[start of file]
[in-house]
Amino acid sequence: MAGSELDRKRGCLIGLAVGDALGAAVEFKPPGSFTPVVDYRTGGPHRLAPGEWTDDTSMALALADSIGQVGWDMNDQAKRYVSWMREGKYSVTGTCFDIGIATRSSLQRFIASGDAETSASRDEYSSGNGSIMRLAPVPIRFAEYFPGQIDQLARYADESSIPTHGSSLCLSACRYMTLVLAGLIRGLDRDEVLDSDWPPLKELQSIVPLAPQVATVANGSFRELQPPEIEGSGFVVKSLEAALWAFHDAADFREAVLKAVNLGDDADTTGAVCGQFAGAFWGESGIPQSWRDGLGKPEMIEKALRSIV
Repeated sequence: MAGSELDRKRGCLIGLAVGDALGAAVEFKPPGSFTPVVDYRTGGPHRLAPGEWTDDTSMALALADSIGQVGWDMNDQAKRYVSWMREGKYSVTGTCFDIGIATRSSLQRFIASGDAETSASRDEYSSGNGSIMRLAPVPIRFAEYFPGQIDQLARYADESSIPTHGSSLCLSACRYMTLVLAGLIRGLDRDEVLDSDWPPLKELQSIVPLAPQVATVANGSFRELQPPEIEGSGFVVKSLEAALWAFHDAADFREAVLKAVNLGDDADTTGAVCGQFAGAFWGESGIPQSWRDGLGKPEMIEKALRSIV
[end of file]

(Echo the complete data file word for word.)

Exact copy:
[in-house]
Amino acid sequence: MAGSELDRKRGCLIGLAVGDALGAAVEFKPPGSFTPVVDYRTGGPHRLAPGEWTDDTSMALALADSIGQVGWDMNDQAKRYVSWMREGKYSVTGTCFDIGIATRSSLQRFIASGDAETSASRDEYSSGNGSIMRLAPVPIRFAEYFPGQIDQLARYADESSIPTHGSSLCLSACRYMTLVLAGLIRGLDRDEVLDSDWPPLKELQSIVPLAPQVATVANGSFRELQPPEIEGSGFVVKSLEAALWAFHDAADFREAVLKAVNLGDDADTTGAVCGQFAGAFWGESGIPQSWRDGLGKPEMIEKALRSIV
Repeated sequence: MAGSELDRKRGCLIGLAVGDALGAAVEFKPPGSFTPVVDYRTGGPHRLAPGEWTDDTSMALALADSIGQVGWDMNDQAKRYVSWMREGKYSVTGTCFDIGIATRSSLQRFIASGDAETSASRDEYSSGNGSIMRLAPVPIRFAEYFPGQIDQLARYADESSIPTHGSSLCLSACRYMTLVLAGLIRGLDRDEVLDSDWPPLKELQSIVPLAPQVATVANGSFRELQPPEIEGSGFVVKSLEAALWAFHDAADFREAVLKAVNLGDDADTTGAVCGQFAGAFWGESGIPQSWRDGLGKPEMIEKALRSIV